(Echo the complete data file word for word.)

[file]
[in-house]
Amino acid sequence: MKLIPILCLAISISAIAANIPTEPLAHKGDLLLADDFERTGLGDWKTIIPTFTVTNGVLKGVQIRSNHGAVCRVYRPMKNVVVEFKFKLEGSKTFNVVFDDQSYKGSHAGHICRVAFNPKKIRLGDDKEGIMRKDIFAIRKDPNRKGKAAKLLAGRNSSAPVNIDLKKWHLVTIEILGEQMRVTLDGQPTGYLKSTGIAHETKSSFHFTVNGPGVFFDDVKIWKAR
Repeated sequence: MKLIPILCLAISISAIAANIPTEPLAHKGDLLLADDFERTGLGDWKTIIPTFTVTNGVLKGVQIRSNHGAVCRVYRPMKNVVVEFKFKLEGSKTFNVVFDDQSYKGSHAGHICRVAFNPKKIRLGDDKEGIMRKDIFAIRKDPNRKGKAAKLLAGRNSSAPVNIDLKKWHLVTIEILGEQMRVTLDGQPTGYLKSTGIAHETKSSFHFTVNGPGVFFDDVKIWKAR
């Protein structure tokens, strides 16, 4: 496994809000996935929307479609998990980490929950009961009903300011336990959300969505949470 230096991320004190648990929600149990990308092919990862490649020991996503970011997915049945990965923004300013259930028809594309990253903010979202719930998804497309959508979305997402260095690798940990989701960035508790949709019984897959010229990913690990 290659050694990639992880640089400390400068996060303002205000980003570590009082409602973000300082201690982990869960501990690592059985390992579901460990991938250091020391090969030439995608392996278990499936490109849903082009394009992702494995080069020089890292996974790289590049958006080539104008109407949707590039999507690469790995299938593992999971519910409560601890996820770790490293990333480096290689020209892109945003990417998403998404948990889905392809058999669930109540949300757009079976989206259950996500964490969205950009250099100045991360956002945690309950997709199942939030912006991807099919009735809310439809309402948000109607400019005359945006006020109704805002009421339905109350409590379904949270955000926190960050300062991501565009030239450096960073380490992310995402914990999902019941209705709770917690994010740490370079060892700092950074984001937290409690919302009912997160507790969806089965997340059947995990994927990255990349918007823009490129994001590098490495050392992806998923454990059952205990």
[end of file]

[in-house]
Amino acid sequence: MKLIPILCLAISISAIAANIPTEPLAHKGDLLLADDFERTGLGDWKTIIPTFTVTNGVLKGVQIRSNHGAVCRVYRPMKNVVVEFKFKLEGSKTFNVVFDDQSYKGSHAGHICRVAFNPKKIRLGDDKEGIMRKDIFAIRKDPNRKGKAAKLLAGRNSSAPVNIDLKKWHLVTIEILGEQMRVTLDGQPTGYLKSTGIAHETKSSFHFTVNGPGVFFDDVKIWKAR
Repeated sequence: MKLIPILCLAISISAIAANIPTEPLAHKGDLLLADDFERTGLGDWKTIIPTFTVTNGVLKGVQIRSNHGAVCRVYRPMKNVVVEFKFKLEGSKTFNVVFDDQSYKGSHAGHICRVAFNPKKIRLGDDKEGIMRKDIFAIRKDPNRKGKAAKLLAGRNSSAPVNIDLKKWHLVTIEILGEQMRVTLDGQPTGYLKSTGIAHETKSSFHFTVNGPGVFFDDVKIWKAR
């Protein structure tokens, strides 16, 4: 496994809000996935929307479609998990980490929950009961009903300011336990959300969505949470 230096991320004190648990929600149990990308092919990862490649020991996503970011997915049945990965923004300013259930028809594309990253903010979202719930998804497309959508979305997402260095690798940990989701960035508790949709019984897959010229990913690990 290659050694990639992880640089400390400068996060303002205000980003570590009082409602973000300082201690982990869960501990690592059985390992579901460990991938250091020391090969030439995608392996278990499936490109849903082009394009992702494995080069020089890292996974790289590049958006080539104008109407949707590039999507690469790995299938593992999971519910409560601890996820770790490293990333480096290689020209892109945003990417998403998404948990889905392809058999669930109540949300757009079976989206259950996500964490969205950009250099100045991360956002945690309950997709199942939030912006991807099919009735809310439809309402948000109607400019005359945006006020109704805002009421339905109350409590379904949270955000926190960050300062991501565009030239450096960073380490992310995402914990999902019941209705709770917690994010740490370079060892700092950074984001937290409690919302009912997160507790969806089965997340059947995990994927990255990349918007823009490129994001590098490495050392992806998923454990059952205990």